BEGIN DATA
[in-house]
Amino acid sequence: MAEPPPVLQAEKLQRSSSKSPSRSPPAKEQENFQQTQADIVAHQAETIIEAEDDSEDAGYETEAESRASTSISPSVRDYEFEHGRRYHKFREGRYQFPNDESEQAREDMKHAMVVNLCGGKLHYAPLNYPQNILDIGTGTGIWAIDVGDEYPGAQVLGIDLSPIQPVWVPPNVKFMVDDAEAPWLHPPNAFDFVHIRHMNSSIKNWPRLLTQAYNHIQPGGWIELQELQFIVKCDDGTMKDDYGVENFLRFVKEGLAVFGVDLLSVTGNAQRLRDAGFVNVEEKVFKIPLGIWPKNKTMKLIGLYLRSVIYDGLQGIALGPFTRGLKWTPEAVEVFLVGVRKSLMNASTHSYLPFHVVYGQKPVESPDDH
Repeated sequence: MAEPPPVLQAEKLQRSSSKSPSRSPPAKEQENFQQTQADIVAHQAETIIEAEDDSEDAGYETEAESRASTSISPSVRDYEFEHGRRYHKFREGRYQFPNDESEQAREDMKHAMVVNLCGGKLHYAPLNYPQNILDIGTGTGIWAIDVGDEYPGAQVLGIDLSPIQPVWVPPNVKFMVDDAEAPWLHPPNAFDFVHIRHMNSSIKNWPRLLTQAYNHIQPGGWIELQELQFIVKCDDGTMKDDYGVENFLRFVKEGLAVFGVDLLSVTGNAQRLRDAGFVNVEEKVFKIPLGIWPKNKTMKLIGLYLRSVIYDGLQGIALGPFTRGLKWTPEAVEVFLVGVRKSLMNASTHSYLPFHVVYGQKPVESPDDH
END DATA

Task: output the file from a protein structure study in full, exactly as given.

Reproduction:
[in-house]
Amino acid sequence: MAEPPPVLQAEKLQRSSSKSPSRSPPAKEQENFQQTQADIVAHQAETIIEAEDDSEDAGYETEAESRASTSISPSVRDYEFEHGRRYHKFREGRYQFPNDESEQAREDMKHAMVVNLCGGKLHYAPLNYPQNILDIGTGTGIWAIDVGDEYPGAQVLGIDLSPIQPVWVPPNVKFMVDDAEAPWLHPPNAFDFVHIRHMNSSIKNWPRLLTQAYNHIQPGGWIELQELQFIVKCDDGTMKDDYGVENFLRFVKEGLAVFGVDLLSVTGNAQRLRDAGFVNVEEKVFKIPLGIWPKNKTMKLIGLYLRSVIYDGLQGIALGPFTRGLKWTPEAVEVFLVGVRKSLMNASTHSYLPFHVVYGQKPVESPDDH
Repeated sequence: MAEPPPVLQAEKLQRSSSKSPSRSPPAKEQENFQQTQADIVAHQAETIIEAEDDSEDAGYETEAESRASTSISPSVRDYEFEHGRRYHKFREGRYQFPNDESEQAREDMKHAMVVNLCGGKLHYAPLNYPQNILDIGTGTGIWAIDVGDEYPGAQVLGIDLSPIQPVWVPPNVKFMVDDAEAPWLHPPNAFDFVHIRHMNSSIKNWPRLLTQAYNHIQPGGWIELQELQFIVKCDDGTMKDDYGVENFLRFVKEGLAVFGVDLLSVTGNAQRLRDAGFVNVEEKVFKIPLGIWPKNKTMKLIGLYLRSVIYDGLQGIALGPFTRGLKWTPEAVEVFLVGVRKSLMNASTHSYLPFHVVYGQKPVESPDDH